Data from the Cardiac Arrest Registry to Enhance Survival (CARES) report an average of just 40% of SCA victims in the United States receive bystander hands-only CPR and only 11% of victims who arrested in public had a bystander apply an AED (CARES, n.d.). It is clear we are not adequately empowering bystanders to engage. The majority of the public either forgot or were never trained in performing CPR and most feel more confident responding to a natural disaster, fire, or choking victim than they do in using an AED (Sudden Cardiac Arrest Foundation, 2019). It is important to make time to educate our youth. Studies show the following:
Children as young as 6 and 7 years of age can be taught to seek help for SCA victims by calling 911.
Children as young as 9 years of age can recognize quality CPR chest compressions.
Youth aged 11 and 12 years can properly apply an AED within 90 seconds after receiving verbal instructions (Fuchs et al., 2018).
The impetus for our school to implement a CERP with annual drills was simply a heightened awareness of the responsibility to protect the children under our care. We cannot control the fragility of life, but we can control our responses to emergencies with the hope of saving a life.

Framework for 21st Century School Nursing Practice

School nurses are ideally positioned to affect a community’s health by advocating for prevention and emergency response standards in the school setting. Creating a Cardiac Emergency Response Team (CERT) with annual practice drills not only is proactive but also pulls from each principle of the Framework for 21st Century School Nursing Practice: Standards of Practice, Leadership, Quality Improvement, Community/Public Health, and Care Coordination (National Association of School Nurses [NASN], 2020). We can encourage and help facilitate a cadre of employees to be trained in CPR and an AED (i.e., Standards of Practice and Leadership). We can educate the entire staff on signs of cardiac arrest and how to call 911. We can advocate for high school students to be trained in hands-only CPR, and we can provide parents with educational tools via newsletters on the importance of inquiring about a thorough cardiac evaluation at their children’s annual checkups (i.e., Care Coordination and Community/Public Health). We can collect data such as the number of staff trained, number of drills conducted, and timing of different components of the drill such as how long it took to retrieve the AED for the purpose of improving processes (i.e., Quality Improvement). Ultimately, our youth may take the knowledge and skills gained from their observations and participation in prevention and response activities to their future workplaces, families, and communities.

Becoming an SCA Prepared School

Several organizations provide resources to assist schools in becoming SCA prepared (see Table 1). Examples of resources and tools provided include prevention training, school checklists, program templates, videos, and information about available grants to assist with purchasing equipment such as AEDs.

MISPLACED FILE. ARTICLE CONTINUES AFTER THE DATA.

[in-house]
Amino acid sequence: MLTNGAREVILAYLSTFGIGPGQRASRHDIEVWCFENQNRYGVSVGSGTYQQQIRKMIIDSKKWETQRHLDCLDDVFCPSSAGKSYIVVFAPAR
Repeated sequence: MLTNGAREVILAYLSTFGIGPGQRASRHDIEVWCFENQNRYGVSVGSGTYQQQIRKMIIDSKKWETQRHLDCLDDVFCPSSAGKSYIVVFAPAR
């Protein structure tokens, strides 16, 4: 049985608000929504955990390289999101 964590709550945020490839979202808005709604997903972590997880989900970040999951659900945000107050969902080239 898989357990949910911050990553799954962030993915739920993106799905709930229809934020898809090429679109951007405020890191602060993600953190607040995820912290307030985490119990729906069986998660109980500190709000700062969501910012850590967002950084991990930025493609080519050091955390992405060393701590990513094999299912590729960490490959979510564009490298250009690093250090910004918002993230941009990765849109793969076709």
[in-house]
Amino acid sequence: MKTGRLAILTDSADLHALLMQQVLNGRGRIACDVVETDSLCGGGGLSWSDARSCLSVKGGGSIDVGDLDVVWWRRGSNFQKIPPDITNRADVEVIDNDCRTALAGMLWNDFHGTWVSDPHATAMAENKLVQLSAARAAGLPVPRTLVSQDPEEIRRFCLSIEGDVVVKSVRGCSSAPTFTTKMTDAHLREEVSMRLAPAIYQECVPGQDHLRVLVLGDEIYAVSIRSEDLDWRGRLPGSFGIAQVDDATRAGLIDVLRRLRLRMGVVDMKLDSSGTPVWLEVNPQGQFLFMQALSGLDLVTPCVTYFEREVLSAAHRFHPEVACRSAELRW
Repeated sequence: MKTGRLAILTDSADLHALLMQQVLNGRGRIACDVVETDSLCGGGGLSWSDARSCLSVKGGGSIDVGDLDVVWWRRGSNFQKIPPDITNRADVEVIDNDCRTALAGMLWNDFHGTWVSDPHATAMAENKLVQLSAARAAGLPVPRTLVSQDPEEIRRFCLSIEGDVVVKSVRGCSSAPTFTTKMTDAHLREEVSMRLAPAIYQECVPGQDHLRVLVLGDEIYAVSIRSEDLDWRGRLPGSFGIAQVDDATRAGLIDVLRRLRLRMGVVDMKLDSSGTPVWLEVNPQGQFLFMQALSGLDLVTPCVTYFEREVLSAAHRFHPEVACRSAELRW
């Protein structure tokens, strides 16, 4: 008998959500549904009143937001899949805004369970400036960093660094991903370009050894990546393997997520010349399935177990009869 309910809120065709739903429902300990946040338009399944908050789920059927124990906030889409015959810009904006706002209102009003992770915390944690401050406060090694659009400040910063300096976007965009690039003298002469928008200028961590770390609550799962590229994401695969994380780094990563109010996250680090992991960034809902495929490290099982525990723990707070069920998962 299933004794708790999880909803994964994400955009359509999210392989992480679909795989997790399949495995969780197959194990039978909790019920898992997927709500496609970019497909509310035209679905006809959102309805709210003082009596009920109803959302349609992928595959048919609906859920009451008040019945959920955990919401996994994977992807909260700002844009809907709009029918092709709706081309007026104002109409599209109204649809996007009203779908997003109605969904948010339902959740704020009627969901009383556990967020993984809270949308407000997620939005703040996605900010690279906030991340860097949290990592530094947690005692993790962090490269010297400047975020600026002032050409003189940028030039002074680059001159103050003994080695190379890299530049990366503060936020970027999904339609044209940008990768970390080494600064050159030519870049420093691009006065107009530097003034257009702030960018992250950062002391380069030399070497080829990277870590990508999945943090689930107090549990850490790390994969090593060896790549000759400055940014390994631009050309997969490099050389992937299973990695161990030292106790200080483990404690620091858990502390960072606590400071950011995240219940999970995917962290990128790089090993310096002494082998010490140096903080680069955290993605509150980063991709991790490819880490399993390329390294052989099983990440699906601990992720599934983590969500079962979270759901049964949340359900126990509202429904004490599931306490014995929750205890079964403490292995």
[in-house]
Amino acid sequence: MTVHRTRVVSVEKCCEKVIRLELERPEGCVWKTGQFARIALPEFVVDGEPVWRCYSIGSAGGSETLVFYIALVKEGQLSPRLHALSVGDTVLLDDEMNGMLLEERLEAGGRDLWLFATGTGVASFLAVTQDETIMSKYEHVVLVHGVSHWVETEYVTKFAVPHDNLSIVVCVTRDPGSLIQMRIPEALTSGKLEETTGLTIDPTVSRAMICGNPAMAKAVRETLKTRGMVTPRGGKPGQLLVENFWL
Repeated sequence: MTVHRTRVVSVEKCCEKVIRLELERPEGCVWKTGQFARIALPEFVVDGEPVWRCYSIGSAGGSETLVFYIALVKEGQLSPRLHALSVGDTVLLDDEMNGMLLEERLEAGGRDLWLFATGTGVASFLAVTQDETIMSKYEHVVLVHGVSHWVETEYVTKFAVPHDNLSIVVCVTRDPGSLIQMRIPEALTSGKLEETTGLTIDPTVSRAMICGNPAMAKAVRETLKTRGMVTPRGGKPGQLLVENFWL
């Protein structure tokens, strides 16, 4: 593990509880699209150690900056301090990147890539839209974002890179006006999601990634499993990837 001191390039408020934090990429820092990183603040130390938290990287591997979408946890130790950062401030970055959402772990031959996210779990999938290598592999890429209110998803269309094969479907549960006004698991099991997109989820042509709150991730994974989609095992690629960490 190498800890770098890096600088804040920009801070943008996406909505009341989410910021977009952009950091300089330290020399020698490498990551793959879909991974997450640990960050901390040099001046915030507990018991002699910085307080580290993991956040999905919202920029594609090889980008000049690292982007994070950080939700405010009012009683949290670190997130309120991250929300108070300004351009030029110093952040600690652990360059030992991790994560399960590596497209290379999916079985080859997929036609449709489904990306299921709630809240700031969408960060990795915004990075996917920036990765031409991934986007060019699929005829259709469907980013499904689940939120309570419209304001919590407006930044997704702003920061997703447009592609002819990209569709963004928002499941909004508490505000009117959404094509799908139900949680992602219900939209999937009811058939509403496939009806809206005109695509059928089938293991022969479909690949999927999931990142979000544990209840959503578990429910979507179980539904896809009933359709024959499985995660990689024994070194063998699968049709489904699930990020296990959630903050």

Table 1. Available Resources to Assist Schools in Implementing a Cardiac Emergency Response Plan
Organization Provided resource URL
American Heart Association Sample action steps, timeline, developing CERP, practice drills, evaluation materials
Parent Heart Watch Free SCA prevention training for parents, teachers, coaches
Project Adam Heart-safe school checklist and toolkit, program templates and videos
Sudden Cardiac Arrest Foundation Provides grant information for AED funding and for school-based CPR/AED education
Note. CERP = Cardiac Emergency Response Plan; SCA = sudden cardiac arrest; AED = automated external defibrillator; CPR = cardiopulmonary resuscitation.
Our school participates in Parent Heart Watch’s Get Charged Up! program for a guide to implementing a CERP. The major components of our implementation program and brief descriptions of each are as follows:
Creating a team—connect with available and willing adults in your school who are CPR/AED certified. This team is responsible for creating, implementing, and evaluating the school’s CERP. They are also responsible for orienting the faculty, students, volunteers, and parents to the CERP. Consider inviting physical education teachers, athletic department managers, staff with recess oversight, along with any staff who would be present during, before, or aftercare at your school to be a part of the team. While this team leads the charge, it is important the entire school staff know they have a role in responding to a cardiac emergency (i.e., anyone who witnesses a sudden collapse should activate the local 911 service and initiate hands-only CPR to an unresponsive individual who is not breathing until a CPR-certified individual arrives at the scene and is able to take over.)
Document a plan—ready-to-use templates help you create a CERP for your school. If you already have an emergency response plan, you can add specific SCA details to your plan. The CERP assigns unique roles to the team members in addition to CPR/AED provider, such as calling 911, recording time and events, alerting the staff and students that an emergency is occurring in the building, meeting and directing EMS when they arrive on the scene, notifying the district office, communicating to the larger school community, maintaining and replacing equipment, and debriefing after an event (Parent Heart Watch, n.d.). Share your draft plan with your administration, the district’s legal team, and with the local EMS for review. You will need to evaluate your plan annually at the beginning of each school year.